Slade, one of the editors of Mobilizing for the Common Good: The Lived Theology of John M. Perkins, was introduced by former governor William Winter.

To listen to the audio recording of Slade’s talk, click here.

New audio and video available on website

Victoria BarnettIn March, the Project on Lived Theology hosted two lectures at the University of Virginia. On March 4, Victoria Barnett gave a lecture entitled, “The New Era of Bonhoeffer Interpretation,” and David Bentley Hart, author of The Experience of God: Being, Consciousness, Bliss, spoke on his book on March 25 at the Bonhoeffer House.

Audio and video of these lectures are now available online. Watch or listen to Dr. Barnett’s lecture, and watch or listen Dr. Hart’s lecture.

David Bentley HartVictoria Barnett is director of the programs on ethics, religion and the Holocaust at the United States Holocaust Memorial Museum and one of the general editors of Dietrich Bonhoeffer Works, English Language Edition. David Bentley Hart is an Eastern Orthodox scholar of religion, philosopher, writer, and cultural commentator.

VA Seminar Featured Member: John Kiess

John KiessJohn Kiess is an assistant professor of theology at Loyola University Maryland. He completed his Ph.D. in theology and ethics at Duke University. As a George J. Mitchell Scholar, he earned his M.A. in comparative ethnic conflict at Queen’s University Belfast and M.Phil in theology from Cambridge University. His doctoral dissertation explored the ethics of war through the lens of the Democratic Republic of Congo, where he conducted fieldwork in 2008-2009. In addition to his work on conflict and peacemaking, he is also interested in political theology, political theory, and philosophy, and is currently completing a book entitled Hannah Arendt and Theology, (forthcoming T&T Clark, October, 2014).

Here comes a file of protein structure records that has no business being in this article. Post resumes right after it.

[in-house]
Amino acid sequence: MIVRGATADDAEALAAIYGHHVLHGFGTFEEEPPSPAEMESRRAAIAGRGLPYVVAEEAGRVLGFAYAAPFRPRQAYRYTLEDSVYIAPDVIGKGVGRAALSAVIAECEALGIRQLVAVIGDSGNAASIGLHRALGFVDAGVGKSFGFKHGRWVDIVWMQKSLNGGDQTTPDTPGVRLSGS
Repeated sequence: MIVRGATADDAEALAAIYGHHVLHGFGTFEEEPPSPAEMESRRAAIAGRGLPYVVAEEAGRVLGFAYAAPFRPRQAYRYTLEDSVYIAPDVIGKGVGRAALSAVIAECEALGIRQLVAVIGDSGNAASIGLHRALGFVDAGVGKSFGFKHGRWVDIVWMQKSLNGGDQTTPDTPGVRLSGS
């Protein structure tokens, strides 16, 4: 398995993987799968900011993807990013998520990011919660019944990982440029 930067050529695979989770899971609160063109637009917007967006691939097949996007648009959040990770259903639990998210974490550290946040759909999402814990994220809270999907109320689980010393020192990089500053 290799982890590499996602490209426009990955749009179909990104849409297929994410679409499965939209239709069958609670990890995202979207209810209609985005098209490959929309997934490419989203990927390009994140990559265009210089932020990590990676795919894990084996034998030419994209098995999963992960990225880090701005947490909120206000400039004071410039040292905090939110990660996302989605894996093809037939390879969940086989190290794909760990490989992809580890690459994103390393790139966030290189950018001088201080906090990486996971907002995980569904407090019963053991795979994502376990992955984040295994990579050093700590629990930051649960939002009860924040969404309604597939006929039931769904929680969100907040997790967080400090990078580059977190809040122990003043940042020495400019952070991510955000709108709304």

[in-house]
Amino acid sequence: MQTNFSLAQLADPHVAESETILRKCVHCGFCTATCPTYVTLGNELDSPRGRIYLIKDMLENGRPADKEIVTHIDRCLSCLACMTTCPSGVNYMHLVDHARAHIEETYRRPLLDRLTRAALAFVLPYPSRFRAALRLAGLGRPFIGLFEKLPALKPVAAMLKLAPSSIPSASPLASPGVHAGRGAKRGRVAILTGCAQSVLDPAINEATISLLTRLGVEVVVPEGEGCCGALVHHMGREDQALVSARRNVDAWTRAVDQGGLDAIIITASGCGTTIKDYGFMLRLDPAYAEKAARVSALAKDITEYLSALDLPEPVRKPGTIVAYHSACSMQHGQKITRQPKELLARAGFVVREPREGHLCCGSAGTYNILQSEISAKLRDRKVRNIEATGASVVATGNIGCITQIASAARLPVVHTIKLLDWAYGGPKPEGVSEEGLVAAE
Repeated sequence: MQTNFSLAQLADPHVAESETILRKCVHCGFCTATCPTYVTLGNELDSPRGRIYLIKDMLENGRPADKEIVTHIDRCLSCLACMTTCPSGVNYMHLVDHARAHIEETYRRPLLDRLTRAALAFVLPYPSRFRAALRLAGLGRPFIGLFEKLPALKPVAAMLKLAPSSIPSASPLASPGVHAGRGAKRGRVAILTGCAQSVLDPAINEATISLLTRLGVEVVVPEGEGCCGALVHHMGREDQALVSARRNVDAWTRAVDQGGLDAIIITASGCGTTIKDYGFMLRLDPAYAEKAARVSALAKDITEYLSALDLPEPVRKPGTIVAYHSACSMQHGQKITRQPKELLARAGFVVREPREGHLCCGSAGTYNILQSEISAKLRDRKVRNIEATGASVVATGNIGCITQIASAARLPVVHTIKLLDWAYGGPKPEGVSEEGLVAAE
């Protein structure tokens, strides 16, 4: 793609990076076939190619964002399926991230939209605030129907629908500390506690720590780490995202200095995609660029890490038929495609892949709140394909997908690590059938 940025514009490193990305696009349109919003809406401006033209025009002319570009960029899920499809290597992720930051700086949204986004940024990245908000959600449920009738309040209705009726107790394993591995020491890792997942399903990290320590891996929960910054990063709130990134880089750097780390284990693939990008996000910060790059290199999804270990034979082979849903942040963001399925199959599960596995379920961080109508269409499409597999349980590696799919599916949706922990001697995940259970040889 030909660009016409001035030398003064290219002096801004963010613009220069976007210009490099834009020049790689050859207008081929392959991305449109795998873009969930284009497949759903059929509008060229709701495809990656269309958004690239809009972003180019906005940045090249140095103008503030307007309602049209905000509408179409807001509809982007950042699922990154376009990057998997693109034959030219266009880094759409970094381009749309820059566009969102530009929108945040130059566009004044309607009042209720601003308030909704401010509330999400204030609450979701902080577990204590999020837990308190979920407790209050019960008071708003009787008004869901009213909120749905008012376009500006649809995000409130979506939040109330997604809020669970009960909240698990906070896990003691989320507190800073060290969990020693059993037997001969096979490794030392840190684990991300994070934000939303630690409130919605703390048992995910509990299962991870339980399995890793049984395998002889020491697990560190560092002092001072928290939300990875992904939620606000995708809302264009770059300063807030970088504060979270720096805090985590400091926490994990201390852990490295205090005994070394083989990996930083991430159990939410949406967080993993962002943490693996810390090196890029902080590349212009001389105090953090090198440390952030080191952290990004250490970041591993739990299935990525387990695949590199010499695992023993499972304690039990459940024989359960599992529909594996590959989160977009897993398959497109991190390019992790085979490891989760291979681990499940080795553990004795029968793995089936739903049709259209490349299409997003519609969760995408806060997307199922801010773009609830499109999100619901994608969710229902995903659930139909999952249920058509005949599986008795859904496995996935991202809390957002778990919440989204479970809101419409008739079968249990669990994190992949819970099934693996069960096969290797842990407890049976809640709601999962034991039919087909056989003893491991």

VA Seminar Featured Member: Vanessa Ochs

Vanessa OchsVanessa Ochs is a professor in the Department of Religious Studies and Jewish Studies Program at the University of Virginia where she teaches courses in Judaism, the anthropology of religion, and spiritual writing. She is working on two projects now, which are linked not only to each other, but to her previous work in the study of religion and material culture and the study of Jewish ritual innovation. The first project is a “biography” of the Passover Haggadah, which will be part of a series of “biographies” of canonical texts to be published by Princeton University Press. The second is a multi-year, multi-site ethnography of Jewish homes in America that answers a question she has long been pondering, “What—from the perspective of material culture—makes a Jewish home Jewish?” To find more information about Vanessa’s work, click here.

To learn more about Vanessa at her author’s page, click here.

Strange Glory on Tour: A Photo Journal from the Road

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Project director Charles Marsh began the celebration of  Strange Glory: A Life of Dietrich Bonhoeffer in his hometown of Charlottesville, Virginia on April 24, at The Haven. This successful event brought out over 200 community members for a reading, signing and reception. New Dominion Bookshop hosted the book sales and A Pimento catered the event.

From there he made stops at City Seminary and New York Theological Seminary in New York City and continued the following two weeks with stops at southern independent book stores and congregations.

After a brief pause for U.Va. graduation and some time with his family in Charlottesville, Charles resumed his book tour with appearances in Winston-Salem and Raleigh, North Carolina. He finished up this current stage of the tour with two Sunday lectures: one at the National Presbyterian Church in Washington, D.C. on June 1st and the other at Trinity Church in Boston, Massachusetts, on June 8th.

Visit livedtheology.org often, like us on Facebook, and follow us on Twitter for updates on book events around the country. Join the conversation about the book with #StrangeGlory.